It’s as if I’d always lived part of my dream life—these memories of the future—in the strange, terrible universe of the Instrumentality of Man, with its animal-derived Underpeople and laminated robot brains, its enigmatic Lords and Ladies, ancient Daimoni, planoforming ships crossing the terrors of the Up and Out, Viola Siderea, the vast mushroom tower of Earthport rising from fabled Meeya Meefla… I seem to recall these gorgeous, wistful, alarming worlds of the imagination from childhood, alongside Homer and the Grimm Brothers. Yet few of those memorable tales were published until the early 1960s, when I was already 15 or 16, or older, coming into manhood, writing my own first stories. Those extraordinary titles (maybe of them provided by editor Fred Pohl, but drawn from the tales themselves)! “The Game of Rat and Dragon,” “The Lady Who Sailed The Soul,” “The Ballad of Lost C’mell,” “Golden the Ship Was—Oh, Oh, Oh!” They twined into me, pressed tendrils into my brain and heart. And best of all, for this gauche Australian living on the edge of the rind of the world, they uttered a vast future where my homeland was not marginal, not ignored, not forgotten, but transfigured and central.
These days I live in downtown San Antonio, Texas, with my Texan wife Barbara, amid Mexicans for the most part, writing science fiction and popular-science fact and occasionally literary criticism. I have to admit this dislocation still surprises me. But in 1977, half my life ago, I had not yet left Australia’s shores even on a brief pilgrimage to the wider world, except endlessly in mediated imagination. Here’s what I wrote then, introducing an anthology of Aussie science fiction stories:
Australians subsist, as everyone agrees, in a hand-me-down culture. It is of the essence of culture, admittedly, as much to be transmitted as to be renewed, but ours is curiously threadbare and ill-fitting. If a son asks for bread, the odds are high indeed that his father will give him a stone… It’s an inevitable irony, then—and so, perhaps, no irony at all—that the world’s finest science fiction to date was forged to a significant degree in the Australian experience…
…of an American writer, “Cordwainer Smith”.
I had gone in search of Cordwainer Smith twelve years before that, late in 1965, when his second paperback collection of sf stories, Space Lords, revealed that he was living at the time in Canberra, the Australian national capital. Astonishing! It named his stockbroker, a Mr. Greenish—how weirdly suitable, how star-craving mad, a greenish financial advisor!—and invited his American readers to look in on that worthy and “ask him if my credit is good.” A penniless student clutching my own just published scrawny first book of stories, a foolish gift I hoped to press into his hands, I flew at once from Melbourne on a prop jet to find him out, and found only that I had missed him. (Yes, I began my search with the Yellow Pages and a phone call to Mr. Greenish, who surely was aghast at my impertinence.) I did learn Smith’s real name—Dr. Paul M. A. Linebarger—after speaking to Bob Brissenden, reader in the English Department at the Australian National University, a decade or so later chairman of the Literature Board of the Australia Council, and a resolute supporter of funds for “genre writing” in the arts. Brissenden knew Smith’s secret identity. Alas, Linebarger had recently left, I was told, to visit some Pacific islands; if so, he never returned because, on August 6 of the following year, precisely 21 years after a nuclear weapon had obliterated Hiroshima, illness killed him at the appalling age of 53.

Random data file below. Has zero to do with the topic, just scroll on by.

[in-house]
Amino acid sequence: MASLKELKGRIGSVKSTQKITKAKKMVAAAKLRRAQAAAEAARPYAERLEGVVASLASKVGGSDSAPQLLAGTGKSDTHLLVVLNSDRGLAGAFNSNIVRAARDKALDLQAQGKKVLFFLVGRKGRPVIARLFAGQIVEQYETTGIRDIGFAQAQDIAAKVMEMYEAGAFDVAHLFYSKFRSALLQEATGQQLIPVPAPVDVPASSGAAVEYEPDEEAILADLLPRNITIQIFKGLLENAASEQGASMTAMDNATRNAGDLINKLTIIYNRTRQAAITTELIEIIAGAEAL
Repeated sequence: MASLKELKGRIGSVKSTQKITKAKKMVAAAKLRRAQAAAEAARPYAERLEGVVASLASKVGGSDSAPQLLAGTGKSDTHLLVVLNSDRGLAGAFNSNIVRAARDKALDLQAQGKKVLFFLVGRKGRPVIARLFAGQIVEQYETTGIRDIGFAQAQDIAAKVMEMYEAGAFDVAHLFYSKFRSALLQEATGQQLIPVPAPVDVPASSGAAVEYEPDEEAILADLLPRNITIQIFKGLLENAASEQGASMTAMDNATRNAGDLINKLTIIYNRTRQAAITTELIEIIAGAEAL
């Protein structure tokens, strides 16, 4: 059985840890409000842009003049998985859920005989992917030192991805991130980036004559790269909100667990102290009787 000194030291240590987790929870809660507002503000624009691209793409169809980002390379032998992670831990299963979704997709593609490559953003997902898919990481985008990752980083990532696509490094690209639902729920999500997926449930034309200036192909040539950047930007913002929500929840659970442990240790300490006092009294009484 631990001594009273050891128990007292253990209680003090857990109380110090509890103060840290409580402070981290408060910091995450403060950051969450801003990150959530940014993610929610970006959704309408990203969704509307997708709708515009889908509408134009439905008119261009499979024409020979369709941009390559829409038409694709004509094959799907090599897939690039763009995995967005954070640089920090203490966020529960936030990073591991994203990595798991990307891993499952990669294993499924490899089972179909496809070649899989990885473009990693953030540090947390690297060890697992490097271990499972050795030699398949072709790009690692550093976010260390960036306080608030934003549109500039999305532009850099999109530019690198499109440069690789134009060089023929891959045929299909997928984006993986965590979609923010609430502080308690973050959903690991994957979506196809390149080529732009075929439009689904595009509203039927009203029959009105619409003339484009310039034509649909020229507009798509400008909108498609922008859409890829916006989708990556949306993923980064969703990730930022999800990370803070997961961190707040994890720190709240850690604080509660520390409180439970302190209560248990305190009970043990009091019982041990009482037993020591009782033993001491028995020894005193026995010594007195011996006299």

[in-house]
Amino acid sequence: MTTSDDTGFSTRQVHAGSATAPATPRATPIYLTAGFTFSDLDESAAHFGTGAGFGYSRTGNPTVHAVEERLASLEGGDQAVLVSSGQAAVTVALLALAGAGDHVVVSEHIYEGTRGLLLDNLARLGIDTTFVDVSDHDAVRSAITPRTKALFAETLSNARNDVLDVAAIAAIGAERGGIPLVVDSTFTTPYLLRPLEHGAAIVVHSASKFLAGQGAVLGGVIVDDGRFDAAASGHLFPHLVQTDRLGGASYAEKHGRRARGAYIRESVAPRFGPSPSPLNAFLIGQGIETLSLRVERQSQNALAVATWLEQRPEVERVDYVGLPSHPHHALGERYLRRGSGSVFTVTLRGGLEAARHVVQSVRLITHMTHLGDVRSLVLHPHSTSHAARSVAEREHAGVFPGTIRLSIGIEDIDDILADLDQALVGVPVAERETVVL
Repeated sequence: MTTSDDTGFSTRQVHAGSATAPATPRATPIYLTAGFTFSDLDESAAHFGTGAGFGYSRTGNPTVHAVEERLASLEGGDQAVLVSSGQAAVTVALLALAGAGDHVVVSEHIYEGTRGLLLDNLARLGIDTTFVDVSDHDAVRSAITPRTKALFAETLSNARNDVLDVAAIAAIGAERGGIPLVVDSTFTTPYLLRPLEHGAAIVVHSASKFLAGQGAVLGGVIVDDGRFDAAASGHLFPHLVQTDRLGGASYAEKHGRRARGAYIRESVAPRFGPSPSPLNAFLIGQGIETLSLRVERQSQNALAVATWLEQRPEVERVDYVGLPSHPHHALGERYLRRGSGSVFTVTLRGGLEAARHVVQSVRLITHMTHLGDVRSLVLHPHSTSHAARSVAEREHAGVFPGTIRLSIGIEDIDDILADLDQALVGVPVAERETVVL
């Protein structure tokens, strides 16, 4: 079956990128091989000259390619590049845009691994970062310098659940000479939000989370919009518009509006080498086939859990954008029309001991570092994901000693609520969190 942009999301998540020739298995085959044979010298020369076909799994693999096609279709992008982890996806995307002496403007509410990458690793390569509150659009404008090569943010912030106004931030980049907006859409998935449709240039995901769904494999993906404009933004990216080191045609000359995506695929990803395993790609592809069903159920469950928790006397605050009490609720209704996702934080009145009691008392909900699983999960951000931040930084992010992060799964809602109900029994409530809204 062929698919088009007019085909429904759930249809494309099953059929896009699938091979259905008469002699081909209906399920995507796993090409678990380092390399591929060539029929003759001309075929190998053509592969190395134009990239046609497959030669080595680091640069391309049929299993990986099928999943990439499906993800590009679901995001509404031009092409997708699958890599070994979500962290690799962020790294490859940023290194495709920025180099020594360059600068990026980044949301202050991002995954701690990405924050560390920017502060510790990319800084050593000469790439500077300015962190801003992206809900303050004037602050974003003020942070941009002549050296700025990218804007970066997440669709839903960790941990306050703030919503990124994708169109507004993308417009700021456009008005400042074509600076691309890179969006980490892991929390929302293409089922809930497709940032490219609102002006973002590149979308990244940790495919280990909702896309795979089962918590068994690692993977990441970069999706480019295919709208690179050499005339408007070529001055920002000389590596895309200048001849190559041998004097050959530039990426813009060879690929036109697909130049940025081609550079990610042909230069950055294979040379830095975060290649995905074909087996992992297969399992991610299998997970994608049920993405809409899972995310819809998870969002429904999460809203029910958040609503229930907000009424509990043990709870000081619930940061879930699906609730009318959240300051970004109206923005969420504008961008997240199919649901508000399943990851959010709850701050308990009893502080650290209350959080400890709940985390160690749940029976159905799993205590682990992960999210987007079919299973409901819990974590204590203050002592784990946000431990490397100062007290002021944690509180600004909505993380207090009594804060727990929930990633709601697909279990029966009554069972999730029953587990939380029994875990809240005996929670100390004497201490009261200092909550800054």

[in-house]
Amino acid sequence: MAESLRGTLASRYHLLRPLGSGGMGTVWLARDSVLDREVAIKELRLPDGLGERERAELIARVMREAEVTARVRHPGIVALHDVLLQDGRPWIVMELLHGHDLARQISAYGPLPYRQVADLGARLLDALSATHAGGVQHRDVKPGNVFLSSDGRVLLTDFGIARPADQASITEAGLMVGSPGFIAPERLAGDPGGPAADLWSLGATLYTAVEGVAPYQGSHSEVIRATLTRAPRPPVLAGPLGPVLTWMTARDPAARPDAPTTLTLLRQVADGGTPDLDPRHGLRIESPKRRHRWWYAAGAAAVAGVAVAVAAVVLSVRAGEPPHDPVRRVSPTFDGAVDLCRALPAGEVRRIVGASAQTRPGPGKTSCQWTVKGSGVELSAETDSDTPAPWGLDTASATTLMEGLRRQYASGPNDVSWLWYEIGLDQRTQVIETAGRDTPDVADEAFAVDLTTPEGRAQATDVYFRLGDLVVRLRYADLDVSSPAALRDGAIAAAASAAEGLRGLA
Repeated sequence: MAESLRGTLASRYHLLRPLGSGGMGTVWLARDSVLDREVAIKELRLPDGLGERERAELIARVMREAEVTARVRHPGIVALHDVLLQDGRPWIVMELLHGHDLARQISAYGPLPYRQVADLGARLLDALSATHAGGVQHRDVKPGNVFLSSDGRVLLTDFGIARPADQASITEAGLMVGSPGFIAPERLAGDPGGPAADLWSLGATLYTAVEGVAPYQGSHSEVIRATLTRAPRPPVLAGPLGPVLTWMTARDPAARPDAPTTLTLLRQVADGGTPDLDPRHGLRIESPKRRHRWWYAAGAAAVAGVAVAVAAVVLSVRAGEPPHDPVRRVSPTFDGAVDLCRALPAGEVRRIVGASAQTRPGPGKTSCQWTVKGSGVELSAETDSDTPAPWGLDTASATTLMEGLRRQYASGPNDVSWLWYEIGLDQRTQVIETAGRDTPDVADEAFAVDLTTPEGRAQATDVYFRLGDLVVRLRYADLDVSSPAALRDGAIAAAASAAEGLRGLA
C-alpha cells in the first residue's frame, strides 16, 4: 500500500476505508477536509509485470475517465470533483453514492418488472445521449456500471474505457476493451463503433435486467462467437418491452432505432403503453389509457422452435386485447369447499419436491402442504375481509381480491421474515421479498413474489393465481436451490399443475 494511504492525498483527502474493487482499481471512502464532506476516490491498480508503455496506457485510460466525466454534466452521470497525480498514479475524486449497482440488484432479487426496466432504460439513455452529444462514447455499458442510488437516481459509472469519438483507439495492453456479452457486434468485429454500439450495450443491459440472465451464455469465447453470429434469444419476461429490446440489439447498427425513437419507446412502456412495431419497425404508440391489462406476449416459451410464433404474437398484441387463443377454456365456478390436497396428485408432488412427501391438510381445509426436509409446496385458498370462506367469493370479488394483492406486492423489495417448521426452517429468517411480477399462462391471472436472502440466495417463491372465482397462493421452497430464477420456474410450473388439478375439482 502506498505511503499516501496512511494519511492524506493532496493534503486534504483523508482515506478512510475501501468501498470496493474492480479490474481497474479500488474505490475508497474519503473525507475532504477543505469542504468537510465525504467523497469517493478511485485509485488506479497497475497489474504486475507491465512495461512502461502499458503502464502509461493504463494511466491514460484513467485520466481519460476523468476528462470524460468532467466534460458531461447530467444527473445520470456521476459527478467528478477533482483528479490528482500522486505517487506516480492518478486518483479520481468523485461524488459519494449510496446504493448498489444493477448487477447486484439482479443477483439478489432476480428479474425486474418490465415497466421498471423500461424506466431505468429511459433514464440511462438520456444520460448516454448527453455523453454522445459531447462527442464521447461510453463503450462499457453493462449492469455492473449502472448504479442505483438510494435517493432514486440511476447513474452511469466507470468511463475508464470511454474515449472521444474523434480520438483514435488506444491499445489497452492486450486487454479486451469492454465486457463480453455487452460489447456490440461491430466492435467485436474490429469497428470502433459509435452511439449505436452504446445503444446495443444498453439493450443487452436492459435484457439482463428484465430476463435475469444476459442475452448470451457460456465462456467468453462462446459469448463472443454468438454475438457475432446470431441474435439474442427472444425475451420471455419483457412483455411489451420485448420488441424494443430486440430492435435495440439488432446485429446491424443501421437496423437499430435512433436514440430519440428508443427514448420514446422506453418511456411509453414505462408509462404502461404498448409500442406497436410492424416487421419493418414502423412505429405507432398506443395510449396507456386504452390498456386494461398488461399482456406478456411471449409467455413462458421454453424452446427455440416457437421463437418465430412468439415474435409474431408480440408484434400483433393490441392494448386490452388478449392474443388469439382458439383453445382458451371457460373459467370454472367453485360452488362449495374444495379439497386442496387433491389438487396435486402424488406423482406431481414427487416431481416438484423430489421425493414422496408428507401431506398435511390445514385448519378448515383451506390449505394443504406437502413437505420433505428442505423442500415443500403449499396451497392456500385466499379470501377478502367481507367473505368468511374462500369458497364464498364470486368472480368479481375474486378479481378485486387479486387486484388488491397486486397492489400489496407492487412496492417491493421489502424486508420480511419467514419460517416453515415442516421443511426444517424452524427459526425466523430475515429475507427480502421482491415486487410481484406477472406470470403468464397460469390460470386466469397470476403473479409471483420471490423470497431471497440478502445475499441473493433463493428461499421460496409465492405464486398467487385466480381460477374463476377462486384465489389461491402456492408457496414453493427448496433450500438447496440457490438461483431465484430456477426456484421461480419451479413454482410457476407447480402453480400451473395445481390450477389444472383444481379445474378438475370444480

His last book was Norstrilia—named in the broad country accent of outback Australia, Nor-strile-yuh—about the boy Roderick Frederick Ronald Arnold William MacArthur McBann from the immensely rich world Old North Australia. Here is how he described that planet, a place not altogether different from my homeland, with its gray-green landscape:
Somebody once singsonged it up, like this:
“Gray lay the land, oh. Gray grass from sky to sky. Not near the weir, dear. Not a mountain, low or high—only hills and gray gray. Watch the dappled dimpled twinkles blooming on the star bar.
“That is Norstrilia…
“Beige-brown sheep lie on blue-gray grass while the clouds rush past, low overhead, like iron pipes ceilinging the world…”
“It is incantatory stuff,” I commented years later, “taking us away from ourselves (if we allow it to) to bring us back. No Australian employing the multiple tongues of science fiction has written so well out of his native experience as Linebarger did from several visits.” I could have gone farther. Perhaps nobody in all the world had ever written the future so well, hauntingly, yearningly.
And then he had gone, barely more than half a century old.
We would never learn the rest of those stories, that history of the deep future, that golden journey—oh, oh, oh.
Well, certainly I’m not foolish enough to imagine I might add to them, might emulate that distinctive voice building layer by layer its deceptively simple confection of East and West, English old as Chaucer’s Tales, Chinese and Japanese voyages into myth and unfamiliar histories, echoes of Rimbaud, and who knew what else? But some reverberation of the voice of Cordwainer Smith drums away down inside, and finally I let it speak… not mimicry of the inimitable, but a respectful bow toward Linebarger’s shade, with a wry grin and maybe a wink.
Damien Broderick, regarded as the dean of Australian sf, has published more than 40 books in the last four and half decades. His two forthcoming short story collections, gatherings of his best short work from that long period, will be released this year by Wilder Publications: Uncle Bones: Four Science Fiction Novellas, and The Qualia Engine: Science Fiction Short Stories.